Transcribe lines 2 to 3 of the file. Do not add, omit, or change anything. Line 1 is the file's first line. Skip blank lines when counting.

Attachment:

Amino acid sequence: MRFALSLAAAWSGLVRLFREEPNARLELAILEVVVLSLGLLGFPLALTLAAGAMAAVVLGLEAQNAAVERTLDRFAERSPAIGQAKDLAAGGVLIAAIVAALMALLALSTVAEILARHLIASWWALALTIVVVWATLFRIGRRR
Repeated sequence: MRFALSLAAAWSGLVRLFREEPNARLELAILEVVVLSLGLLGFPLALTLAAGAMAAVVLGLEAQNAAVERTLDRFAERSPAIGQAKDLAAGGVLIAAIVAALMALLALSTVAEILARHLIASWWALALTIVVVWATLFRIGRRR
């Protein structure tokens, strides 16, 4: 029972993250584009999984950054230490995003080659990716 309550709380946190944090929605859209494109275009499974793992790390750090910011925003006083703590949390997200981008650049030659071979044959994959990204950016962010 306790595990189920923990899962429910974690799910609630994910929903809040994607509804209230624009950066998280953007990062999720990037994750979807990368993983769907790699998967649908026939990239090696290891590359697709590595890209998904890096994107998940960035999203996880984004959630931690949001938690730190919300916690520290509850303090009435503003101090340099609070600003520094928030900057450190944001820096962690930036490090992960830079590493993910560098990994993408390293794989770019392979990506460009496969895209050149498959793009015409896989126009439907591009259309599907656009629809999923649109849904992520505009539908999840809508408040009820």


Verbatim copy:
Repeated sequence: MRFALSLAAAWSGLVRLFREEPNARLELAILEVVVLSLGLLGFPLALTLAAGAMAAVVLGLEAQNAAVERTLDRFAERSPAIGQAKDLAAGGVLIAAIVAALMALLALSTVAEILARHLIASWWALALTIVVVWATLFRIGRRR
């Protein structure tokens, strides 16, 4: 029972993250584009999984950054230490995003080659990716 309550709380946190944090929605859209494109275009499974793992790390750090910011925003006083703590949390997200981008650049030659071979044959994959990204950016962010 306790595990189920923990899962429910974690799910609630994910929903809040994607509804209230624009950066998280953007990062999720990037994750979807990368993983769907790699998967649908026939990239090696290891590359697709590595890209998904890096994107998940960035999203996880984004959630931690949001938690730190919300916690520290509850303090009435503003101090340099609070600003520094928030900057450190944001820096962690930036490090992960830079590493993910560098990994993408390293794989770019392979990506460009496969895209050149498959793009015409896989126009439907591009259309599907656009629809999923649109849904992520505009539908999840809508408040009820």